Extramural Associates Hold Biennial Conference
By Gerri Adams-Simmons
NICHD director Dr. Duane Alexander set the tone for the future at the 2002 Extramural Associates Program biennial update conference. "At the Clinical Center, in the Visitor Information Center," he began, "there is a Nobel laureates' wall that has pictures and stories of the research accomplishments of NIH grantees and our own scientists who are Nobel prize winners. It's quite dramatic that virtually all who are on this wall are white and male. That needs to be changed. We need diversity on that wall, just as there is diversity in the halls of fame, and you, the Extramural Associates Program, are one of the ways we hope to achieve that."
The program began, as it did 24 years ago, with the entrance of three new EAs interviewed by Dr. Matthew Kinnard, EA program director. As a neophyte health scientist administrator at the National Institute of Dental Research in 1977, Kinnard interviewed three EAs during an MBRS/MARC symposium: one from Chicago State University, one from Paine College in Augusta, Ga., and another from Southern University in Baton Rouge, La. all are still employed at their respective schools and continue to have an impact on university programs.
Two activities distinguish the EA program from other NIH targeted programs: the annual regional technical assistance workshops for recruitment, and the biennial conference that familiarizes EA alumni with emerging EA-related research and training opportunities, and updates knowledge of NIH grants management and administration policies.
The program made a giant leap forward in the early 1990s when the advisory board convinced the administration of Alabama A&M State University to award $40,000 to Dr. Jeanette Jones, who had recently returned from EA residency training. The award was to help her involve A&M faculty and students in research and training activities. That grant, coupled with an experimental HHS initiative the 4-year "Capacity Building" award given to four historically black colleges and universities ultimately resulted in the launching of the Extramural Associates Research Development Award (EARDA) in 1994.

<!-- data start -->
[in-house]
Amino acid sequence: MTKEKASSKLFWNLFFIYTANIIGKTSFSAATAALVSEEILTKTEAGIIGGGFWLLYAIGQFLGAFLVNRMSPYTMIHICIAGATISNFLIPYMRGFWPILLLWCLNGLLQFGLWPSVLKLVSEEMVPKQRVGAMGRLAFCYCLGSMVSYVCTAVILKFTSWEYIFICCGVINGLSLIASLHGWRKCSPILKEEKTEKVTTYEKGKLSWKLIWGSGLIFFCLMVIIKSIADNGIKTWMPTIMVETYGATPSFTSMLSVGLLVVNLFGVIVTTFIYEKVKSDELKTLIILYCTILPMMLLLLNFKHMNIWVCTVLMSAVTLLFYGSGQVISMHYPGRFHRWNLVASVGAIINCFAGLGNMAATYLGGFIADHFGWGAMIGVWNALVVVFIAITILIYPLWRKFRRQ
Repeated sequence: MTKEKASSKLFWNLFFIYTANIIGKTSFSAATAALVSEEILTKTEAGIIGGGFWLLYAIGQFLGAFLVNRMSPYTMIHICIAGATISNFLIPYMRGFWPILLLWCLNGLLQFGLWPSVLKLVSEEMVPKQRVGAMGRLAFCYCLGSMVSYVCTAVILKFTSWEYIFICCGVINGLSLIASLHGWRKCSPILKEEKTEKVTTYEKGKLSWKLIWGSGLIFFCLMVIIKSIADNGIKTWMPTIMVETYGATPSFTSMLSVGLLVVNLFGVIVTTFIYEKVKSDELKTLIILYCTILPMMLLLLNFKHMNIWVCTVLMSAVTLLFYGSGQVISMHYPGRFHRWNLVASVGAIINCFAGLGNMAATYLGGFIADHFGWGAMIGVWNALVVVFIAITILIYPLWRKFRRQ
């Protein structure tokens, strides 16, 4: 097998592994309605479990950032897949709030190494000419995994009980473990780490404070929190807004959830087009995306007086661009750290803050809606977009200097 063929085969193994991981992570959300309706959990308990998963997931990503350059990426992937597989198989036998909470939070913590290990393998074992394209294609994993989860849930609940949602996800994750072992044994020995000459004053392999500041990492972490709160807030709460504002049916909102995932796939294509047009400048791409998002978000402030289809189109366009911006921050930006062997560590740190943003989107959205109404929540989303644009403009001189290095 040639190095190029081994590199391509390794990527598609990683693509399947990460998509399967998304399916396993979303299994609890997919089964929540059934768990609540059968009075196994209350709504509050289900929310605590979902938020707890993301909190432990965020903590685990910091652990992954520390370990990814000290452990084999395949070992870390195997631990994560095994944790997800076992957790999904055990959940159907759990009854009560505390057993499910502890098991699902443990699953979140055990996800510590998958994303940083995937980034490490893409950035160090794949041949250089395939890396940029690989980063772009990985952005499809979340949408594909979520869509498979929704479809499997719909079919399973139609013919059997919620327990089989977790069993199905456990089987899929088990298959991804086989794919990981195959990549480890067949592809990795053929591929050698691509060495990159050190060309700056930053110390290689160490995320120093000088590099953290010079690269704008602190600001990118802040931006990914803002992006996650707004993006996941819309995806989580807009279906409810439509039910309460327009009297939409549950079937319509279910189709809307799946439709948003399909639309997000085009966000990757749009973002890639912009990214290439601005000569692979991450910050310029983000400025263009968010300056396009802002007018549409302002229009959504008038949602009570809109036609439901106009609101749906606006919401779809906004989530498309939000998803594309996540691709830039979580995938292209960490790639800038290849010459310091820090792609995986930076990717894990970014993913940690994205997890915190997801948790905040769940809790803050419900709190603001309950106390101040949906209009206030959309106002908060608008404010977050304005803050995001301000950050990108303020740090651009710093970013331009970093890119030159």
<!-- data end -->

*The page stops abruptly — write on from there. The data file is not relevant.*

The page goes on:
The EARDA is a grant given to EAs returning from NIH residency training to help them achieve long- and short-term program goals more effectively. Since 1994, 58 people have been trained and received the EARDA grant. Other notable changes instituted by the program since then include: a two-model EA residency training experience and two versions of the EARDA; a mid-semester sabbatical from the 5-month residency training; inclusion of selected community colleges as eligible EA participants; and organized participation in non-federal, but related organizations.
Ironically, Alexander, the only IC director to have served on the advisory board, was a board member when the EARDA grant was added. Because the program was under the NIH Office of the Director at the time, it like all OD components had no grant management, review or award authority, nor was there a mechanism for secondary peer (council) review. Alexander came to the rescue, volunteering the necessary grant support and NICHD advisory council services to maintain the EARDA. Those services have continued undiminished and in June 2000 the program was officially transferred from OER/OD to NICHD.
The 80 participants at the conference also heard from Dr. Yvonne Maddox, NIH acting deputy director and NICHD deputy director. "We began early on when Dr. Ruth Kirschstein 2 years ago proposed that we would have trans-NIH initiatives to address the President's health disparities initiative," she recalled. "I was pleased to be able to share responsibility for planning this initiative with Dr. Anthony Fauci of the allergy institute. Dr. Kirschstein made it clear to me then that she wanted to see programs such as the EA program, the MARC program, the MBRS program the programs that have been working for years with special populations to be the focus or pivotal point for the health disparities initiative."
Alexander's closing remarks held special meaning for the EAs: "If it takes a village to raise a child," he said, "it takes a diverse population to overcome health disparities. Providing that diversity is what the Extramural Associates Program is all about."
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